First Post Debate Poll


We now have what appears to be the first post-Debate presidential poll. Details after the jump.The poll is an online poll commissioned by Reuters and conducted by Ipsos Public Affairs. It’s the same outfit doing the Reuters/Ipsos daily tracking poll. It’s using the same methodology but it’s separate from the daily tracker.

The upshot is respondents think Romney won, it did move his numbers and it did move the head to head. But not dramatically.

Who won the debate? Romney 50%, Obama 28%

More or less likely post-debate to feel more positive about Mitt Romney? More favorable 27%, Less Favorable 19%. For Obama, it’s 16% more fav, 18% less fav.

Head to head among Likely Voters. Predebate Obama 48%, Romney 39%. Post-debate 48%, Romney 43%. [see update below — the pre-numbers may actually be 47-41]

A 4 point move for Romney is substantial. But what’s notable is that Obama’s numbers didn’t move. Romney picked people up. Also note that Ipsos had Obama with a 9 point lead pre-debate, which is much bigger than most polls have at the moment. The current PollTracker Average has a 3.6 point lead for Obama. So if you put a 4 point jump against those numbers it would put him back into a tie. But those kinds of apples to oranges comparisons don’t make sense.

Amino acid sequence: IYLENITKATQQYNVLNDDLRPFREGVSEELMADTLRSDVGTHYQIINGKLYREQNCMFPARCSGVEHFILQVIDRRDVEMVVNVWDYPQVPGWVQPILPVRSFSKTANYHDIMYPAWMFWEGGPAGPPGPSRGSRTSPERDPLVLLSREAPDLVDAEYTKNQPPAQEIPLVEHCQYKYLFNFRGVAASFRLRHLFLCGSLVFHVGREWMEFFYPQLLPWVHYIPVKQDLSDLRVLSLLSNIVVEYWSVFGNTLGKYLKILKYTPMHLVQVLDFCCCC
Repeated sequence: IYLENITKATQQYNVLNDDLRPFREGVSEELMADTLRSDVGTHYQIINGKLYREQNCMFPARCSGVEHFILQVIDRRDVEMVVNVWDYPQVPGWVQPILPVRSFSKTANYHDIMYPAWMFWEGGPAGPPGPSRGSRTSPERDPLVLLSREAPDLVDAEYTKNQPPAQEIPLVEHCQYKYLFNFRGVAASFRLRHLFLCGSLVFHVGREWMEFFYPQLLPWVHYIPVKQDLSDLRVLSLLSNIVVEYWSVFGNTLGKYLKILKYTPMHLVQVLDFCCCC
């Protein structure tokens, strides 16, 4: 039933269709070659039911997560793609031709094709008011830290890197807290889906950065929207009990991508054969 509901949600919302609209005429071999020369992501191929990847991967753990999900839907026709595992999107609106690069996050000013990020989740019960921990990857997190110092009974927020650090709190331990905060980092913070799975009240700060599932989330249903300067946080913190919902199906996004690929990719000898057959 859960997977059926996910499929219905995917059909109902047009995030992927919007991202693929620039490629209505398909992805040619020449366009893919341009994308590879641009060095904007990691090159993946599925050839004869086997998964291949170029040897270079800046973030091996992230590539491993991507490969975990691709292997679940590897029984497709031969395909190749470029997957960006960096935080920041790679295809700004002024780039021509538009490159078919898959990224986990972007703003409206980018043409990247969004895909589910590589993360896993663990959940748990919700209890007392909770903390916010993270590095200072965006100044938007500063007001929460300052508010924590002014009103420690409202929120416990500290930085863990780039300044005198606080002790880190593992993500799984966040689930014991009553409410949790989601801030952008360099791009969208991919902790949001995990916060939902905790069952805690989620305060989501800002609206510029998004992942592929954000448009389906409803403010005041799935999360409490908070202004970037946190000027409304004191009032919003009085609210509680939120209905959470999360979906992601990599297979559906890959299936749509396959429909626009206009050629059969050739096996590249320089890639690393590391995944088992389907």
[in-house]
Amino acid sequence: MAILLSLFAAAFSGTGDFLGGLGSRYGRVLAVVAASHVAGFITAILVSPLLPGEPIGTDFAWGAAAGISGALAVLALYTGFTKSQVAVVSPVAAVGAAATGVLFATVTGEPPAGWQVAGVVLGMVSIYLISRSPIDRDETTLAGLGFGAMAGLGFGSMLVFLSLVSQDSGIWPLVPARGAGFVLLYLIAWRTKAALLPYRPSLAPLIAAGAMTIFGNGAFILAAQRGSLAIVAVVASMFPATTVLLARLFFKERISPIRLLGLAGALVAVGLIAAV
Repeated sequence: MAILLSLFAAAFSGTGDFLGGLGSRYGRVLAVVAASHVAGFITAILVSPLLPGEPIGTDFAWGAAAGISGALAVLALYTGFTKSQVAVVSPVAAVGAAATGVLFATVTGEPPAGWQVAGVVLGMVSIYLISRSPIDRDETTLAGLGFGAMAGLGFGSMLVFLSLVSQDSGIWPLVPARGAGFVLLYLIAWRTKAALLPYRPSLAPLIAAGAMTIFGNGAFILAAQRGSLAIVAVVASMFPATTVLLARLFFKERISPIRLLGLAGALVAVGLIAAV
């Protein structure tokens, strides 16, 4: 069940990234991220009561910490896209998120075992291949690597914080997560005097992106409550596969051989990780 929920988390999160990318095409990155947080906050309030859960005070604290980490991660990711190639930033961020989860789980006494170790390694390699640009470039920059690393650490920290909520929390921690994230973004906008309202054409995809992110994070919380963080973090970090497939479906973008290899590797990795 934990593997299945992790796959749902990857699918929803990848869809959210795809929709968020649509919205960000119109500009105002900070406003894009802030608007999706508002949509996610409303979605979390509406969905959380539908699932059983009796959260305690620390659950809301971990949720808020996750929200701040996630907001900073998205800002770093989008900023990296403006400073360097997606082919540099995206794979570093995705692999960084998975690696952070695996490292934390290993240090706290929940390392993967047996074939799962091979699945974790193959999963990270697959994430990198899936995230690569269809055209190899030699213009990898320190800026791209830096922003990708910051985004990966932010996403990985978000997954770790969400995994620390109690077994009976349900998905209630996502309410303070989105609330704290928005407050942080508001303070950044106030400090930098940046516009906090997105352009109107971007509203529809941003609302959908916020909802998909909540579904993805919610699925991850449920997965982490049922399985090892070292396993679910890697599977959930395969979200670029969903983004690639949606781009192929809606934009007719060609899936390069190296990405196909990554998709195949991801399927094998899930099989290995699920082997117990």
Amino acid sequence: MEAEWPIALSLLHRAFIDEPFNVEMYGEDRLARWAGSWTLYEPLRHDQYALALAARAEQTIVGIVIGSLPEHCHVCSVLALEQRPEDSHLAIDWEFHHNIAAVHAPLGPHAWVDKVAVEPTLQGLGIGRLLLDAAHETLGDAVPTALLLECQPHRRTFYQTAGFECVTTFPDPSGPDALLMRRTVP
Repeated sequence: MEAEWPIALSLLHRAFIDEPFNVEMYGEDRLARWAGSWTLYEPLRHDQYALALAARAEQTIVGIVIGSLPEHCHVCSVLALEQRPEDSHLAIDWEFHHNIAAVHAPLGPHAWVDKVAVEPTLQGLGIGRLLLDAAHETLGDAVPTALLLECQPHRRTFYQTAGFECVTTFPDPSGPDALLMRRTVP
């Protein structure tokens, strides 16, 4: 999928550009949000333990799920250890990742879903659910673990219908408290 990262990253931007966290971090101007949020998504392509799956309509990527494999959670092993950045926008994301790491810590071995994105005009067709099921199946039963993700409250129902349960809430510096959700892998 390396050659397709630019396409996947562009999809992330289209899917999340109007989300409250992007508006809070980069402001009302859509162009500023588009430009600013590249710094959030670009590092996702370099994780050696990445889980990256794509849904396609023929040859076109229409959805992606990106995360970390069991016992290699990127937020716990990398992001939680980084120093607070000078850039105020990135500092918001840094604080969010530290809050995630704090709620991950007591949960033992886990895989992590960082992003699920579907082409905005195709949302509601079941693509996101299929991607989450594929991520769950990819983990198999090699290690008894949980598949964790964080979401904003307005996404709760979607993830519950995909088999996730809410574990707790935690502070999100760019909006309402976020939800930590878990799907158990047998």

We’ll have to wait for more data. But this first sounding suggests a move for Romney but not a game change.

Late Update: WaPo blogger and TPM alum says on twitter that the pure pre-post comparison is 47-41, 48-43. The issue seems to be that the pre-number included a few days leading up to the debate rather than just the day before. (Indeed, the polling doc gives 9/29-10/3 as the polling dates for the “pre” numbers.) So if you go with the immediate before and after the spread is closer. Greg doesn’t give a link. But if Greg says it, I’m sure he’s got it sourced.

Later Update: I encourage people to look at the crosstab data in the poll. A number of readers have written in that the internals actually show Obama gaining ground in a number of cases with independents. I would only caution that numbers from subgroups often have quite high margins of error. So I wouldn’t read too much into them, though certainly they weigh against the idea that Obama was badly damaged.


Josh Marshall is editor and publisher of